The problem is I don't know a whole lot of Christians that would come out and confess. Unfortunately many tend to be very, highly judge mental and may even shun me. I don't have anyone I could talk to that I feel would understand. God has shown me constantly that he is merciful, and won't stop loving me, people aren't this way. This is something that is causing much stress in my life and I hate it so much and yet I find myself falling back into the very thing I hate. It is depressing me when I fall. I can do well a few weeks then it hits me hard. There are so many factors in my life that bring on a sudden onset, the fact that I have gained weight, don't have a job, struggling with food, feel unattractive, I have a problem with consistency in starting and seeing things through.

People know me to be a positive person and it seven shocks me that I could fall into this type of behavior. I want to badly talk to someone that is also a believer but how does one find such a person? My friends have no idea about this secret and neither does my family. I want to be free, I know I can do it, and yet I find myself at a stalemate with myself.


Hey J,

I am a Christian myself and finding how to make the recovery and Faith work together has been a challenge.

My advice, however short and kind of limited it may be, is to concentrate on recovering. Learn about the addiction, read about the reboot. Have a journal, be proactive, read, think, FEEL, note down, share. Open up.

The fact that you're addicted means that any guilt of yours is severely diminished, if you look at this from the perspective of religion. As with people's being judgmental - this would have nothing to do with Faith. This, I believe, you know. Actually, for a Christian to be judgmental is the worse sin of all, that's my view.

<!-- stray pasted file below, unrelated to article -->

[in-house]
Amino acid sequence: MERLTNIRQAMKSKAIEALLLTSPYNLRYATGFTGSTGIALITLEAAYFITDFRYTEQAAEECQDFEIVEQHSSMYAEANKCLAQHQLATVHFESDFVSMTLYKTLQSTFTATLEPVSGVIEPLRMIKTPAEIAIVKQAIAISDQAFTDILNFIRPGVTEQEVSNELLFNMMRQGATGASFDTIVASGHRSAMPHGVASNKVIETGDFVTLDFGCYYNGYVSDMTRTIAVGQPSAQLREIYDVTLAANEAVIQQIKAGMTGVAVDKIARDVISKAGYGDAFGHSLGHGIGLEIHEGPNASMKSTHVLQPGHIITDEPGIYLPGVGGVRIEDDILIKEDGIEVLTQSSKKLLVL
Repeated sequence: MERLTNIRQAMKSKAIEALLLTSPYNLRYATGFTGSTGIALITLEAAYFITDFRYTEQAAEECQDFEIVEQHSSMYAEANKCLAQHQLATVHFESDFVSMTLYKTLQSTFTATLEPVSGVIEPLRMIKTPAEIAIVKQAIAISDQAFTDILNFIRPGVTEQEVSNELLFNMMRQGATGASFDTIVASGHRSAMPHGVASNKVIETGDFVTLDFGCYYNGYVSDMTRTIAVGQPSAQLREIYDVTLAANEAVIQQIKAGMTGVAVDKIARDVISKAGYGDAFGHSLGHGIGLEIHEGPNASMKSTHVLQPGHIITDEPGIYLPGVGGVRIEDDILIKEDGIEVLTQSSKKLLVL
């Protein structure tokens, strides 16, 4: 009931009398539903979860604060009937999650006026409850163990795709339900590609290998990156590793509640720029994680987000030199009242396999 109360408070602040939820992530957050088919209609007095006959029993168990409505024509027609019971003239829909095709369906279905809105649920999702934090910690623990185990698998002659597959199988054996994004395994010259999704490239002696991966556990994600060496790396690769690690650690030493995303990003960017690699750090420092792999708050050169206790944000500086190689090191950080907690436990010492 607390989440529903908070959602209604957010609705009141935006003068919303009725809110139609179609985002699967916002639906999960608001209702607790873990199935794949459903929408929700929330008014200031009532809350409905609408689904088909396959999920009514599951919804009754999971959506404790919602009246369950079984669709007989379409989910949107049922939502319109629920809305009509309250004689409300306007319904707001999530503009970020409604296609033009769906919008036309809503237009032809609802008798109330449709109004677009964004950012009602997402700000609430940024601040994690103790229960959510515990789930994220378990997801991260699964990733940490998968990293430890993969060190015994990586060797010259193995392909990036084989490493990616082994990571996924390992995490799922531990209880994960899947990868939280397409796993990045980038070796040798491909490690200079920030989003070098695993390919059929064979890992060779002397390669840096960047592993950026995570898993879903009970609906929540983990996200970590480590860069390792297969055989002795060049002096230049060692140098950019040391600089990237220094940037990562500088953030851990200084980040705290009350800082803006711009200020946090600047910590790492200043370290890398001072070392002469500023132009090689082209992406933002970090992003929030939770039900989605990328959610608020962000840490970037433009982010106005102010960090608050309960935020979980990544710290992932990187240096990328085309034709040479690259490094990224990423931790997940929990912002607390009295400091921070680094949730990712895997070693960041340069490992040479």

I can see you have that idea in you of God's mercy. You know, when I started the reboot I did not believe I deserved anyone's love or mercy, let alone God's. All this realizations came to me once I started treading the path of reboot. Once I opened myself up. So it seems to me, there is a head start here :)

My advice on concentrating on recovery comes I think from quite a simple notion - as addicts, we are ill. Addiction is a serious illness and touches the body, mind and soul. The best think you can do is to start healing. You will feel God's presence along the way and not once, I'm sure.

J

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Re: J- The day 1- the day after
« Reply #3 on: May 03, 2015, 03:04:28 AM »
Today is the first day since posting that I haven't had an incident. Day 1 technically. It was a relief to read that I am not on my own. That this is very much an any person's struggle regardless of what faith a person is. And what a huge weight off my shoulders that others Christians go through this very human thing. I think it stems from the notion, at least my experience, is that some "so called Christians" just treat us like a disease to confess such a thing as porn addiction. This was the first time I have ever spoken about it at all. Thank you for the encouragement. It is something I have kept bottled up for years.

I have been close, so many times to telling a close friend, but it' s one of those things that because I have felt soooo ashamed it's so hard to open up about. I am crying as I write this just relieved to talk about it with others that understand me.

It's funny how I trick myself into believing I don't need to open up. Usually after an occurrence, it goes away for awhile until just one day I might have a sexual dream, or just see something on tv. It feels so light at first then it's like my mind begins to travel and suddenly I am another person. I tell myself "I don't want to go there, I have no desire to" and I really don't and sometimes hold off for two days before it subtly gets a hold of me, the urge to look at the Internet, to read sometimes stories and/or write about the scene crossing my head. Even in the middle of it I want to stop, and I do, but then I have the lingering feeling that just keeps pounding away, just one last time.